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Sussex Weidenfeld Institute for Jewish Studies launches at London event

(Left to right) Lord Pickles, Baroness Neuberger, Thomas Harding (chair), Howard Jacobson and Hella Pick took part in a panel discussion on antisemitism to launch the Sussex Weidenfeld Institute for Jewish Studies. Image copyright: German Embassy London

The Vice-Chancellor Adam Tickell address around 200 guests at the launch of the Sussex Weidenfeld Institute. Image copyright: German Embassy London

Leading figures discussed the rise of antisemitism at an event to launch the University of Sussex’s new centre for Jewish studies.  

Booker Prize-winning author Howard Jacobson joined Baroness Neuberger, journalist Hella Pick and Lord Pickles on a panel addressing rising anti-Jewish sentiment in the UK and beyond. The discussion was chaired by the author Thomas Harding.  

The event on Wednesday (13 March) celebrated the establishment of the Sussex Weidenfeld Institute of Jewish Studies, which has received significant backing from the German government and aims to become a leading centre for Jewish studies. 

The Institute has been launched in memory of the late Lord Weidenfeld, a long-term supporter of the University of Sussex’s renowned work in German-Jewish studies and founding supporter of its more recently established Chair in Modern Israel studies.  

The German Ambassador, Peter Wittig, hosted the launch event at the German Embassy in London. In his opening address, he paid tribute to Lord Weidenfeld’s legacy and warned of the growing threat of antisemitism in our societies. He said: “To remain idle and complacent, to hope for the best, calm down and just carry on cannot and must not be our answer to this threat.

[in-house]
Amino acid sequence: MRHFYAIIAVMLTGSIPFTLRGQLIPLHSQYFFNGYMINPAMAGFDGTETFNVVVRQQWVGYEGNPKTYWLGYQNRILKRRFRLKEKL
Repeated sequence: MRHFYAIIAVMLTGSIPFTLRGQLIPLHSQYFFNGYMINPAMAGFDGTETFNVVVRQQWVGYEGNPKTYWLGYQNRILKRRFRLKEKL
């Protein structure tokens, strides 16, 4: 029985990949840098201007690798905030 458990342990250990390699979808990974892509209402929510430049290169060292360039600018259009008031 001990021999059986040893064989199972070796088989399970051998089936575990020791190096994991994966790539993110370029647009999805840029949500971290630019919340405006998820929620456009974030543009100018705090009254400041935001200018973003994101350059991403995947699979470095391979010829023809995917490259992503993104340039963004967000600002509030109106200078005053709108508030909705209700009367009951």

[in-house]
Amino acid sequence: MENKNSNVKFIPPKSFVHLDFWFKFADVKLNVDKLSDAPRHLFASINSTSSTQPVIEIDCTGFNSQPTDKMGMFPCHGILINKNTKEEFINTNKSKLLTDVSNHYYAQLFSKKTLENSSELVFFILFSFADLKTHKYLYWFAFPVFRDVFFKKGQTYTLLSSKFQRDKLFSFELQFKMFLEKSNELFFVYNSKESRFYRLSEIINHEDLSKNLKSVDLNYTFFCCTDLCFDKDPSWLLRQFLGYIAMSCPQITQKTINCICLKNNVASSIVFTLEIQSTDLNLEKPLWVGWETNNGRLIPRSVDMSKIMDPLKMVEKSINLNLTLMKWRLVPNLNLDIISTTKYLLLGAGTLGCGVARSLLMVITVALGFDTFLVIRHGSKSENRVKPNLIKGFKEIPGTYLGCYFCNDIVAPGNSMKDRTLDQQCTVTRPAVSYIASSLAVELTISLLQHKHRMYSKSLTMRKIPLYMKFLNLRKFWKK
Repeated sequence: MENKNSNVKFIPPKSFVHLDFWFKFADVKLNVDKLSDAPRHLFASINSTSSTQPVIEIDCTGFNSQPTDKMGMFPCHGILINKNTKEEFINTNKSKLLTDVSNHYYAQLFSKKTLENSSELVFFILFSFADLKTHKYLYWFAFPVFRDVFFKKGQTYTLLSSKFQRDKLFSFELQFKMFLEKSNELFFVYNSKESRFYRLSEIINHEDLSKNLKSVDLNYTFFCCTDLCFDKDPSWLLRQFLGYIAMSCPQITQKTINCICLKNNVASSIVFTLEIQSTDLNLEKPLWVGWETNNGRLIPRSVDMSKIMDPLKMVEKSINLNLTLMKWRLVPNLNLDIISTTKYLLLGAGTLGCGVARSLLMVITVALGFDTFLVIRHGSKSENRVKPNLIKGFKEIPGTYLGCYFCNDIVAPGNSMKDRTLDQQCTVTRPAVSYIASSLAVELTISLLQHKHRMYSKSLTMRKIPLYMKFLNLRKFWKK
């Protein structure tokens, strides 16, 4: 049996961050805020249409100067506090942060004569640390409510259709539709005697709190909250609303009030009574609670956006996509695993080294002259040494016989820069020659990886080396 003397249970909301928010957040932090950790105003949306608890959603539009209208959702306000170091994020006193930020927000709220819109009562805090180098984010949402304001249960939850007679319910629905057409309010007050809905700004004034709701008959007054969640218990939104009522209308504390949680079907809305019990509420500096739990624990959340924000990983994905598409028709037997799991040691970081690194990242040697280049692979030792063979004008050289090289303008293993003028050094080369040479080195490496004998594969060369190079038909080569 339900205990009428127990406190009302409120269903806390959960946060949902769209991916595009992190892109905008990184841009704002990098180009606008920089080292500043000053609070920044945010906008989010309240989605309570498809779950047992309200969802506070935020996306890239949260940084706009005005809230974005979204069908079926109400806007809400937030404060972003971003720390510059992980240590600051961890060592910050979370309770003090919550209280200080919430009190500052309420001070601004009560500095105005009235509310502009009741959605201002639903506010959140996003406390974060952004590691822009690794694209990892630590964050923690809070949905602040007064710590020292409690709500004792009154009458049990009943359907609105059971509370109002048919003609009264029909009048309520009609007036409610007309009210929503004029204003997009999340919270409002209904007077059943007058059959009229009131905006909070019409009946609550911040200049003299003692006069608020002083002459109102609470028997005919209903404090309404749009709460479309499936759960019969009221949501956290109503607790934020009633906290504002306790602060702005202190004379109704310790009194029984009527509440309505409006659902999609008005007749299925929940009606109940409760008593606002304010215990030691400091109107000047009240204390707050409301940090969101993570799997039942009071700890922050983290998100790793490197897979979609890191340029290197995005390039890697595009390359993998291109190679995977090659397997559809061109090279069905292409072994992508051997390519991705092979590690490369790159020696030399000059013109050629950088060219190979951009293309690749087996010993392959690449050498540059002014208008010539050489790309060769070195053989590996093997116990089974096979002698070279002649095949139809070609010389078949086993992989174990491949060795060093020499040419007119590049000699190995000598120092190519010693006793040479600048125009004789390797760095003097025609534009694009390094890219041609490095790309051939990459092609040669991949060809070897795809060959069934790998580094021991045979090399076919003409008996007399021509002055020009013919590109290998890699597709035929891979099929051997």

“This is a duty for governments, authorities and institutions but first and foremost for each and every one of us.”

Adam Tickell, Vice-Chancellor of the University of Sussex, told gathered guests that the new Institute was a positive development in “dark times”. He said: “At Sussex, social justice and tackling discrimination is central to our values. From the University’s inception in the 1960s, Sussex has always strived to be an agent of positive change and not standing at the side-lines.

“We feel strongly that this is a similar moment to take a stand in addressing antisemitism and discrimination.

“Through research, education and outreach, we feel Sussex has a critical role to play in enlightening the current and the next generation to the dangers of ignoring the lessons of the past.”

Through its German Academic Exchange Service (DAAD), the German government will fund a new professorship. The new professor will join the Institute at management / executive level and is to be appointed in 2019. 

The Austrian government is also supporting the Institute, funding a summer school for PhD students, a Visiting Fellowship and a study trip for students to Austria. 

The University is now raising financial support for a programme of Visiting Fellowships, and for outreach and public events such as its long-standing Holocaust Memorial Day. In addition, disseminating research findings amongst teachers, educators and parliamentarians will be a key aim of the Institute’s impact agenda.


By: James Hakner
Last updated: Friday, 15 March 2019

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